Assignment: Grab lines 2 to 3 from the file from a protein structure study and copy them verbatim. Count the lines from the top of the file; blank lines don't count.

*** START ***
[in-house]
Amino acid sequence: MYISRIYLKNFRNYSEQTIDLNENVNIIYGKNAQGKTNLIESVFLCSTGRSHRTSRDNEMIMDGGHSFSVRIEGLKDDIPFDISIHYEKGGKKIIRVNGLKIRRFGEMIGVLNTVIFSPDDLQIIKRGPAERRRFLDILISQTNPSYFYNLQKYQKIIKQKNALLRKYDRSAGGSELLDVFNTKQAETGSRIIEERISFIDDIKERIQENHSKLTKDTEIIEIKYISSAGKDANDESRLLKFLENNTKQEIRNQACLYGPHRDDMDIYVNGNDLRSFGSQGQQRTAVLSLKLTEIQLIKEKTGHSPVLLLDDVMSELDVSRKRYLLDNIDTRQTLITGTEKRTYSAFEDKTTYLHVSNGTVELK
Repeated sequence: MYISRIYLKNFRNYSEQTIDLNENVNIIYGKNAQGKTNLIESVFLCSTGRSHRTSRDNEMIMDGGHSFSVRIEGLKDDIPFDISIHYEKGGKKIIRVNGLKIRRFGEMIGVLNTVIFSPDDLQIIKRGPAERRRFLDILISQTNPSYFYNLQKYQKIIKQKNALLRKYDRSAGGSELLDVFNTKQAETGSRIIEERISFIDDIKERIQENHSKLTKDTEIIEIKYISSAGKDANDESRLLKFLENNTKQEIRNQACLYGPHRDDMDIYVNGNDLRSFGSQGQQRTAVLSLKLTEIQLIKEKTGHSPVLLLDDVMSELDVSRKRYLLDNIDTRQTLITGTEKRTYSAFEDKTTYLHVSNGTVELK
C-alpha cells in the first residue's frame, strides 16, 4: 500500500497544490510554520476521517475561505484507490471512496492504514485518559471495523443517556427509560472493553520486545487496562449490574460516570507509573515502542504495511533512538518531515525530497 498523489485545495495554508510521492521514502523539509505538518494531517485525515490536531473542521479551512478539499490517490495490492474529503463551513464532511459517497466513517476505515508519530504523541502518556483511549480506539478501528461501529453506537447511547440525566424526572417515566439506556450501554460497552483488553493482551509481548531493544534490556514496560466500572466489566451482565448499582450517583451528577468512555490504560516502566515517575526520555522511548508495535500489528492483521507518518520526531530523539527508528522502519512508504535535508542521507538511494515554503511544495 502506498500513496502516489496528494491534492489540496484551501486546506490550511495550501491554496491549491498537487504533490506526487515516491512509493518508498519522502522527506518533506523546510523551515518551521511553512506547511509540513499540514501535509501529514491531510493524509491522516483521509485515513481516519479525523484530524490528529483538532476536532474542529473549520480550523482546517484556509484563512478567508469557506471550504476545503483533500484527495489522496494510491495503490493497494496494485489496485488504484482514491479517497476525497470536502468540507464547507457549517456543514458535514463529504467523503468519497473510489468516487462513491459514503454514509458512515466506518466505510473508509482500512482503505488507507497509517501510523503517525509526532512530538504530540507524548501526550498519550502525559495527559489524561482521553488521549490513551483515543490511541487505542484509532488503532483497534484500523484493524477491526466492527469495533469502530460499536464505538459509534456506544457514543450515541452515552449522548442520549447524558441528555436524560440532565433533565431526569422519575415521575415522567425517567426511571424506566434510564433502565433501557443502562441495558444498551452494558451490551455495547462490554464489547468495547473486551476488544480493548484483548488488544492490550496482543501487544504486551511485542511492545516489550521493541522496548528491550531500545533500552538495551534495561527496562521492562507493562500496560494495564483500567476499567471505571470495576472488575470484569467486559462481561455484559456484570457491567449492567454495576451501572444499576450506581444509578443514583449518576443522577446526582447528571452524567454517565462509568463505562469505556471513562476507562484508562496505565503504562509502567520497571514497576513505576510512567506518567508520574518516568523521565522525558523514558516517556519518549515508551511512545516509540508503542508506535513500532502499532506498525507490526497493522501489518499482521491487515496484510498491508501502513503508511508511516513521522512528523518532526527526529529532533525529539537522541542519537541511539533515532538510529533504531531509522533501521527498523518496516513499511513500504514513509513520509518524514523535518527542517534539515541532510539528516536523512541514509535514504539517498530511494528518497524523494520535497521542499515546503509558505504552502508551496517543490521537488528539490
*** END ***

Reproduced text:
Amino acid sequence: MYISRIYLKNFRNYSEQTIDLNENVNIIYGKNAQGKTNLIESVFLCSTGRSHRTSRDNEMIMDGGHSFSVRIEGLKDDIPFDISIHYEKGGKKIIRVNGLKIRRFGEMIGVLNTVIFSPDDLQIIKRGPAERRRFLDILISQTNPSYFYNLQKYQKIIKQKNALLRKYDRSAGGSELLDVFNTKQAETGSRIIEERISFIDDIKERIQENHSKLTKDTEIIEIKYISSAGKDANDESRLLKFLENNTKQEIRNQACLYGPHRDDMDIYVNGNDLRSFGSQGQQRTAVLSLKLTEIQLIKEKTGHSPVLLLDDVMSELDVSRKRYLLDNIDTRQTLITGTEKRTYSAFEDKTTYLHVSNGTVELK
Repeated sequence: MYISRIYLKNFRNYSEQTIDLNENVNIIYGKNAQGKTNLIESVFLCSTGRSHRTSRDNEMIMDGGHSFSVRIEGLKDDIPFDISIHYEKGGKKIIRVNGLKIRRFGEMIGVLNTVIFSPDDLQIIKRGPAERRRFLDILISQTNPSYFYNLQKYQKIIKQKNALLRKYDRSAGGSELLDVFNTKQAETGSRIIEERISFIDDIKERIQENHSKLTKDTEIIEIKYISSAGKDANDESRLLKFLENNTKQEIRNQACLYGPHRDDMDIYVNGNDLRSFGSQGQQRTAVLSLKLTEIQLIKEKTGHSPVLLLDDVMSELDVSRKRYLLDNIDTRQTLITGTEKRTYSAFEDKTTYLHVSNGTVELK